Interview Techniques in International Criminal Court and Tribunals

  • Melanie O’Brien
  • Mark Kebbell


In this chapter we will discuss the interview techniques that interviewers report being used in international criminal courts and tribunals such as at the International Criminal Tribunal for the former Yugoslavia (ICTY) and the International Criminal Court (ICC) with regards to suspects and “insider witnesses” to alleged international crimes (war crimes, crimes against humanity and genocide). Much of the evidence in these trials is elicited from witnesses, victims and suspects, and therefore the way in which they are interviewed is critical to successful prosecutions of the guilty. Interviewing of suspects is as important as interviewing victims and witnesses, as this can assist with information gathering and the process towards establishing the truth (or at least partial truth) of these horrendous crimes and their surrounding context. The interviewers came from a variety of cultural and educational backgrounds (including both law enforcement and the legal profession) and, as such, international criminal investigators and prosecutors are likely to be influenced by their national training and experience. These differences may impact significantly on the interview processes and techniques used to interview individuals concerning international crimes such as genocide, war crimes, and crimes against humanity. Yet despite these differences, the interviewers endorsed establishing rapport, using open questions, and encouraging free-recall. They also emphasised the importance of using evidence effectively and being aware of cultural issues. The need for specialised training of all investigators was also highlighted, in order to ensure a certain level of competency in specific techniques.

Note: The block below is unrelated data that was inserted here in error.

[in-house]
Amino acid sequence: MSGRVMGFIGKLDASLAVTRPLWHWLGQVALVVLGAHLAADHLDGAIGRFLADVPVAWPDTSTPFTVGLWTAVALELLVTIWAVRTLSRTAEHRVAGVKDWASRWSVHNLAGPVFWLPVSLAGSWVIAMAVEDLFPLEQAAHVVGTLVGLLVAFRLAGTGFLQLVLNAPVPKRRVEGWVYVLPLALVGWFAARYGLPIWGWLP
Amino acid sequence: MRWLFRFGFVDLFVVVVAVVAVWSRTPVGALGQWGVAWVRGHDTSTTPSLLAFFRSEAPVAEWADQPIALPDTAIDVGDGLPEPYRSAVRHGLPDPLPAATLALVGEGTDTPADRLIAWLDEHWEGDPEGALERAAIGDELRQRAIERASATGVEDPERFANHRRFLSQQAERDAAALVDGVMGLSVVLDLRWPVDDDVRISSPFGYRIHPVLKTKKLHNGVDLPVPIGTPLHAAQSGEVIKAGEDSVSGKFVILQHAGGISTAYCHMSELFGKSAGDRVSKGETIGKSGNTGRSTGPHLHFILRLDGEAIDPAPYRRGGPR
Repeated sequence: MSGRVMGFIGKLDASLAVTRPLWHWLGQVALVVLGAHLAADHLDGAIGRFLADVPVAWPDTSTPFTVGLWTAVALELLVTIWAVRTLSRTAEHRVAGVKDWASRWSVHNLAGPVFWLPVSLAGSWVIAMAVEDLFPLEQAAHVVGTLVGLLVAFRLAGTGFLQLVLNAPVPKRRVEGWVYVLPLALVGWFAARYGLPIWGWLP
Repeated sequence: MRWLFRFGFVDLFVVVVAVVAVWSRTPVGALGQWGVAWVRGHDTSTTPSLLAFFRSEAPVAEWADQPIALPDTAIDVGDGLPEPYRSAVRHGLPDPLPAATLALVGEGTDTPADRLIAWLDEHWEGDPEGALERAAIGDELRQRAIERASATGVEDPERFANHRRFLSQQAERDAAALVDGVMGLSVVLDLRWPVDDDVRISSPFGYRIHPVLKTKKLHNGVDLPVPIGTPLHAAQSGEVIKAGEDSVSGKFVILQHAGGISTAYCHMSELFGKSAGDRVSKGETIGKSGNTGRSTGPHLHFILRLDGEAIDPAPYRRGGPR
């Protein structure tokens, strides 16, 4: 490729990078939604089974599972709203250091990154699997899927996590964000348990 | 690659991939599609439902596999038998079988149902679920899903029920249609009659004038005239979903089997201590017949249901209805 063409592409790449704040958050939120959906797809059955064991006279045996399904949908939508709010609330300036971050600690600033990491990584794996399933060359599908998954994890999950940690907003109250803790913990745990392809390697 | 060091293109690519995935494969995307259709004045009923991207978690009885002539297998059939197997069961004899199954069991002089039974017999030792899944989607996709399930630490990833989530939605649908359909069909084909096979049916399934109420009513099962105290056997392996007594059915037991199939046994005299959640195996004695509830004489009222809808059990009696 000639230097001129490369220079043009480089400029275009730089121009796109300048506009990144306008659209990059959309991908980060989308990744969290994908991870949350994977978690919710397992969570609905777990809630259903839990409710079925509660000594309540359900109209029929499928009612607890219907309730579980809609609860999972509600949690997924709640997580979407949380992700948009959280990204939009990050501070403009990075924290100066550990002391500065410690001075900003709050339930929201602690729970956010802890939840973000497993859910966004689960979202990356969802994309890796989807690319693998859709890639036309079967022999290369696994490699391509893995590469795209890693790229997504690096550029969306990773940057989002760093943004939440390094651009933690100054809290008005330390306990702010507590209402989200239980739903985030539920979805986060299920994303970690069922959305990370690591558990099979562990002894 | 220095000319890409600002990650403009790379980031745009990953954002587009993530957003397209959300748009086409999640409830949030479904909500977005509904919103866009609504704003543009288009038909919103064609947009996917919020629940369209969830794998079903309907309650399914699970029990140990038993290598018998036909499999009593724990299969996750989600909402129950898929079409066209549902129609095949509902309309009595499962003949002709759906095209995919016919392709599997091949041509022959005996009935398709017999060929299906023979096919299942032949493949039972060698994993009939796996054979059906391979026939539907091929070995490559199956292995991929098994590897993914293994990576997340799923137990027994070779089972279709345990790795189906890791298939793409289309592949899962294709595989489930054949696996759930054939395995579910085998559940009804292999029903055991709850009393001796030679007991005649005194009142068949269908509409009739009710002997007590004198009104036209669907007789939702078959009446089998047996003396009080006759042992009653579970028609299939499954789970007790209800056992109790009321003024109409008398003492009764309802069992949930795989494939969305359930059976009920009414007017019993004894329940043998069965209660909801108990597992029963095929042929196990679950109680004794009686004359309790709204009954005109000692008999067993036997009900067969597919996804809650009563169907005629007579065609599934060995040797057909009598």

International Criminal Justice Interview techniques Suspects International Criminal Court Rapport Evidence Cultural diversity 



The author would like to thank all participants in the research survey, and the International Criminal Court (ICC) and the Special Tribunal for Lebanon for granting permission to interview current staff members. Particular thanks go to John Ralston and Greg Townsend, who facilitated a number of interviews.


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Copyright information

© Springer Science+Business Media New York 2014

Authors and Affiliations

  1. 1.Griffith UniversityQueenslandAustralia

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